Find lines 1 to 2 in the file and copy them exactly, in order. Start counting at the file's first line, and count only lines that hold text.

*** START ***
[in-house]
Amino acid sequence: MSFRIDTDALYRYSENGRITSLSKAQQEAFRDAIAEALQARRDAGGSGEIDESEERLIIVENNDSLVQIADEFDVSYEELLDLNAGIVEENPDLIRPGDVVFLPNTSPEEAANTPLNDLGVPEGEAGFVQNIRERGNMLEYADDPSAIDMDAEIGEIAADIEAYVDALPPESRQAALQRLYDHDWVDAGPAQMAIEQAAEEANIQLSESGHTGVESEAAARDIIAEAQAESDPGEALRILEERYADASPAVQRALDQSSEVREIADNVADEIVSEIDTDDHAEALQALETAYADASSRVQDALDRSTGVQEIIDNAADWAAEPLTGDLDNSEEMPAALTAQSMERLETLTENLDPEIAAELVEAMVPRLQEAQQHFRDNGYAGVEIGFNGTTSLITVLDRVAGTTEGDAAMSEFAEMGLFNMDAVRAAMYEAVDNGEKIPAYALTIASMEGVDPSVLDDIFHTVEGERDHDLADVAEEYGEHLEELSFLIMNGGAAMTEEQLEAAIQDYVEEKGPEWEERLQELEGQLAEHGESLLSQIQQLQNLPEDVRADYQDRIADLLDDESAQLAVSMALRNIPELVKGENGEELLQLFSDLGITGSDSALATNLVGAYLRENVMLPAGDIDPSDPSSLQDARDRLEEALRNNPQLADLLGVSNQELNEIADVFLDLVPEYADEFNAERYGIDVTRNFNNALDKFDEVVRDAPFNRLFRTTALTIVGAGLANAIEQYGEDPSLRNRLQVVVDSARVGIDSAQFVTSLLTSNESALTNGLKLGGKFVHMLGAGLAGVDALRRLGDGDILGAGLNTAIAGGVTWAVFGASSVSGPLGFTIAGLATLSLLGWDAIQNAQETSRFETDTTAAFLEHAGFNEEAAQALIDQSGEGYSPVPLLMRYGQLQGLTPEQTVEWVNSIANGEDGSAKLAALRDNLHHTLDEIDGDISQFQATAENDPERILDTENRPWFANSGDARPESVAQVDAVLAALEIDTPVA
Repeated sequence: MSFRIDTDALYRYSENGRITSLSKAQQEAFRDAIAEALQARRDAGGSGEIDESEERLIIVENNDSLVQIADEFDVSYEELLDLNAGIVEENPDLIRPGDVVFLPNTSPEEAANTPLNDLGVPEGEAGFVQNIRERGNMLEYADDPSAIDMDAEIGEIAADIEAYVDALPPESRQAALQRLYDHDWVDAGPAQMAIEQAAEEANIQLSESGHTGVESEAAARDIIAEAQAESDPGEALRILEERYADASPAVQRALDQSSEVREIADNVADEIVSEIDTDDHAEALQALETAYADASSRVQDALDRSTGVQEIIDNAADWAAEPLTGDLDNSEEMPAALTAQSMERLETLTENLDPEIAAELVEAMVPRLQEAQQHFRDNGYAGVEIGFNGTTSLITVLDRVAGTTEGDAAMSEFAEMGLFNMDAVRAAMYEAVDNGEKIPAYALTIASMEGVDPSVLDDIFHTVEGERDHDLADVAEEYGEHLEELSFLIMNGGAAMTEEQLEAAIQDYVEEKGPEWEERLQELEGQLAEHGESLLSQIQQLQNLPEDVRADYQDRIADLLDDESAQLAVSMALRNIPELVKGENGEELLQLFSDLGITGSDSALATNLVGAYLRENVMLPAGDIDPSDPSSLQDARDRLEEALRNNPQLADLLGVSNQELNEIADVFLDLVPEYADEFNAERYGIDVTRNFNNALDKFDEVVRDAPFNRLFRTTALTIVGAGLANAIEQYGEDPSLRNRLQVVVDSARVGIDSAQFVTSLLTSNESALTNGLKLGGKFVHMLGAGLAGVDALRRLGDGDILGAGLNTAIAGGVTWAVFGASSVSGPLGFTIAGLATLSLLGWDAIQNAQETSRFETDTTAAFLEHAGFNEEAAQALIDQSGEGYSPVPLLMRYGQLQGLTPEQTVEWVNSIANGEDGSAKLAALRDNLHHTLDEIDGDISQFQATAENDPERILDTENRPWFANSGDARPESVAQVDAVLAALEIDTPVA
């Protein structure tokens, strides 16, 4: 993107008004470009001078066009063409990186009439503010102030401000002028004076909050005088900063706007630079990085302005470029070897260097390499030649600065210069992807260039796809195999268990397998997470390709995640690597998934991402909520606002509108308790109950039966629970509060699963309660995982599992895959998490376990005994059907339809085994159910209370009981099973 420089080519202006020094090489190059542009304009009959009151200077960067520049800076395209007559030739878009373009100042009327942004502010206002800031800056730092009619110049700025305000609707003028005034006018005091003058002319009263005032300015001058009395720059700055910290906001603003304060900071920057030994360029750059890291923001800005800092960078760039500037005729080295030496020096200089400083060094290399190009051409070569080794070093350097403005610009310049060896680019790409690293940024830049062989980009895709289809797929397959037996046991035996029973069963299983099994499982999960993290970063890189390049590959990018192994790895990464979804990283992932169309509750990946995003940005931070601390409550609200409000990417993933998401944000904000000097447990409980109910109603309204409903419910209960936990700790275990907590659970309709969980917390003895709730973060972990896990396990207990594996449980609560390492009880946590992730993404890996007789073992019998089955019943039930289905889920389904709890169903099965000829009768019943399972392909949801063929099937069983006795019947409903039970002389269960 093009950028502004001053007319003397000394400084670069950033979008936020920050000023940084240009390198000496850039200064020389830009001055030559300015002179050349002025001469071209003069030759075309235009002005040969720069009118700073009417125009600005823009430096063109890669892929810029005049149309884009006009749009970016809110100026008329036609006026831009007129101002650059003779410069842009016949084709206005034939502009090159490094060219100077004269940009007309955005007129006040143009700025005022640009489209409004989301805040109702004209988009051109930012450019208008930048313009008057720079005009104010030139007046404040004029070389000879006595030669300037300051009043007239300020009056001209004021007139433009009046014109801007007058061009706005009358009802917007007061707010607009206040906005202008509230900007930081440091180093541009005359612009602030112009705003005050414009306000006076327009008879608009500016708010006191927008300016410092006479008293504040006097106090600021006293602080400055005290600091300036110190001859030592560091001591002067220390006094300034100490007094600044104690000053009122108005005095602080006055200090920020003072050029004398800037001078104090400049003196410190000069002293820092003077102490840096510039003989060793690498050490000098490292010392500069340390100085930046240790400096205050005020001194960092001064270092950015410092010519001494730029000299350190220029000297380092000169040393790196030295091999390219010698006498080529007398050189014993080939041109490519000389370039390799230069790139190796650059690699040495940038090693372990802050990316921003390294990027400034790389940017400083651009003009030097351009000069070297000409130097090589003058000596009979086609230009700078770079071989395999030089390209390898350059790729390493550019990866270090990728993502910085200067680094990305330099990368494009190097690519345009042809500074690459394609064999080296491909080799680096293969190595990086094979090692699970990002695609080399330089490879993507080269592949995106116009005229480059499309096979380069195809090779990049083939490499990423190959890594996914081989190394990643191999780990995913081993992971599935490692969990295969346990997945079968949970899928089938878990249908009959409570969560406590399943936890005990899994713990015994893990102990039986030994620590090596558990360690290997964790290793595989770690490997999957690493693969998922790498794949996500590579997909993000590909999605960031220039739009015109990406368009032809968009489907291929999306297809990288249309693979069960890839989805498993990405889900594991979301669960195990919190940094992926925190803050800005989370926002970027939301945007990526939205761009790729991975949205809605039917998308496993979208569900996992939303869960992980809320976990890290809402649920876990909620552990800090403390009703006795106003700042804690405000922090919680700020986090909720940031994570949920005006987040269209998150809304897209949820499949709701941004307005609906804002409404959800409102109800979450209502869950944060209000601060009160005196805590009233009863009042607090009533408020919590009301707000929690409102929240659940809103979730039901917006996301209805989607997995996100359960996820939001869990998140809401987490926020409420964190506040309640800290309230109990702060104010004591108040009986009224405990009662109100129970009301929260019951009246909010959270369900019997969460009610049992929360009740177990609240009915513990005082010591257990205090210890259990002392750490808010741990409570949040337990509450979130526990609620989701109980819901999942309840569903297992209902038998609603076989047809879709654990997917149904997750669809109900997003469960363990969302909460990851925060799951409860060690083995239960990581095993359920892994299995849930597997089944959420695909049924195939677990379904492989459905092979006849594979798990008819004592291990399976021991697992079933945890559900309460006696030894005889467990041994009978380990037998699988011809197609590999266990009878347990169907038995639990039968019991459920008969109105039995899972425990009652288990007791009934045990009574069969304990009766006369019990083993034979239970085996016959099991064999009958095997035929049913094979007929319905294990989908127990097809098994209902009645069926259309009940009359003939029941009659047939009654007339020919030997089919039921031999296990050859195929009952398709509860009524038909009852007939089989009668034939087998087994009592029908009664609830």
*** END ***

[in-house]
Amino acid sequence: MSFRIDTDALYRYSENGRITSLSKAQQEAFRDAIAEALQARRDAGGSGEIDESEERLIIVENNDSLVQIADEFDVSYEELLDLNAGIVEENPDLIRPGDVVFLPNTSPEEAANTPLNDLGVPEGEAGFVQNIRERGNMLEYADDPSAIDMDAEIGEIAADIEAYVDALPPESRQAALQRLYDHDWVDAGPAQMAIEQAAEEANIQLSESGHTGVESEAAARDIIAEAQAESDPGEALRILEERYADASPAVQRALDQSSEVREIADNVADEIVSEIDTDDHAEALQALETAYADASSRVQDALDRSTGVQEIIDNAADWAAEPLTGDLDNSEEMPAALTAQSMERLETLTENLDPEIAAELVEAMVPRLQEAQQHFRDNGYAGVEIGFNGTTSLITVLDRVAGTTEGDAAMSEFAEMGLFNMDAVRAAMYEAVDNGEKIPAYALTIASMEGVDPSVLDDIFHTVEGERDHDLADVAEEYGEHLEELSFLIMNGGAAMTEEQLEAAIQDYVEEKGPEWEERLQELEGQLAEHGESLLSQIQQLQNLPEDVRADYQDRIADLLDDESAQLAVSMALRNIPELVKGENGEELLQLFSDLGITGSDSALATNLVGAYLRENVMLPAGDIDPSDPSSLQDARDRLEEALRNNPQLADLLGVSNQELNEIADVFLDLVPEYADEFNAERYGIDVTRNFNNALDKFDEVVRDAPFNRLFRTTALTIVGAGLANAIEQYGEDPSLRNRLQVVVDSARVGIDSAQFVTSLLTSNESALTNGLKLGGKFVHMLGAGLAGVDALRRLGDGDILGAGLNTAIAGGVTWAVFGASSVSGPLGFTIAGLATLSLLGWDAIQNAQETSRFETDTTAAFLEHAGFNEEAAQALIDQSGEGYSPVPLLMRYGQLQGLTPEQTVEWVNSIANGEDGSAKLAALRDNLHHTLDEIDGDISQFQATAENDPERILDTENRPWFANSGDARPESVAQVDAVLAALEIDTPVA